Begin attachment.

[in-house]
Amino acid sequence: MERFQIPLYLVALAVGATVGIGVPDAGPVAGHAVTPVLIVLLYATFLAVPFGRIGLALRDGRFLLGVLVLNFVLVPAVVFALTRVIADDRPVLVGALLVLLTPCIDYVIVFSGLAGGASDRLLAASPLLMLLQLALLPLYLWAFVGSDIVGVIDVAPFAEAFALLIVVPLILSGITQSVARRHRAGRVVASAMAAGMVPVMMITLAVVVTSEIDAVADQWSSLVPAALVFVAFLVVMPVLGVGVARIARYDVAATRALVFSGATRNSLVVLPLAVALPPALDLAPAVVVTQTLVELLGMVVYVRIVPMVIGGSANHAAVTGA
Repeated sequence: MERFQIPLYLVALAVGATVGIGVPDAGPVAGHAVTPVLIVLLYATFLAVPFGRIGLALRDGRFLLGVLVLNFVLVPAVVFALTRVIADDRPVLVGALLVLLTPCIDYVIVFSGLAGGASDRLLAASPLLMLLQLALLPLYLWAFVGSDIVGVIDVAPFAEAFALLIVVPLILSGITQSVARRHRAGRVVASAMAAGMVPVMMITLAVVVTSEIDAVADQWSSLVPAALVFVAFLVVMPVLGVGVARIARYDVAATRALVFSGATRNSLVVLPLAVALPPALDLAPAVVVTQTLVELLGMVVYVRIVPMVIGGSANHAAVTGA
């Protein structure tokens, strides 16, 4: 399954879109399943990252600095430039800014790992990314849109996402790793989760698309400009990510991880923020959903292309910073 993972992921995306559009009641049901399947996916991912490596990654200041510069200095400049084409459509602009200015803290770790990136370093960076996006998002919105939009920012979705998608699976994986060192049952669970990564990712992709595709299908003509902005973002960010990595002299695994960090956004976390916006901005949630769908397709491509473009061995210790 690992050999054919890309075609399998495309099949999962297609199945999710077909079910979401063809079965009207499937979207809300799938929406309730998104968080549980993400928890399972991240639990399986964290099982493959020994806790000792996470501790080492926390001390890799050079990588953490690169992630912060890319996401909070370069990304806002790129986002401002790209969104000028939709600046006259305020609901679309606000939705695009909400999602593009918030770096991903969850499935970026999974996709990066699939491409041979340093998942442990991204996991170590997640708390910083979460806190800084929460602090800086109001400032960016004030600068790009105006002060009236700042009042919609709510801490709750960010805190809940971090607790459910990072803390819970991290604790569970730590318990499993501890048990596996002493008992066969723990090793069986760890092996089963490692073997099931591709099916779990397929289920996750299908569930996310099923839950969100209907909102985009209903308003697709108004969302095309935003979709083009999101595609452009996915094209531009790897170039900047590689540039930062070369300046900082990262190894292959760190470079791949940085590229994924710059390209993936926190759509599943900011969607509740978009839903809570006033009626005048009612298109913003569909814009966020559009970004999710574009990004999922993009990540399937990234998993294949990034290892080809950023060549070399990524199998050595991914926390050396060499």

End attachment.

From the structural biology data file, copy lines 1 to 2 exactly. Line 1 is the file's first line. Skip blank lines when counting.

[in-house]
Amino acid sequence: MERFQIPLYLVALAVGATVGIGVPDAGPVAGHAVTPVLIVLLYATFLAVPFGRIGLALRDGRFLLGVLVLNFVLVPAVVFALTRVIADDRPVLVGALLVLLTPCIDYVIVFSGLAGGASDRLLAASPLLMLLQLALLPLYLWAFVGSDIVGVIDVAPFAEAFALLIVVPLILSGITQSVARRHRAGRVVASAMAAGMVPVMMITLAVVVTSEIDAVADQWSSLVPAALVFVAFLVVMPVLGVGVARIARYDVAATRALVFSGATRNSLVVLPLAVALPPALDLAPAVVVTQTLVELLGMVVYVRIVPMVIGGSANHAAVTGA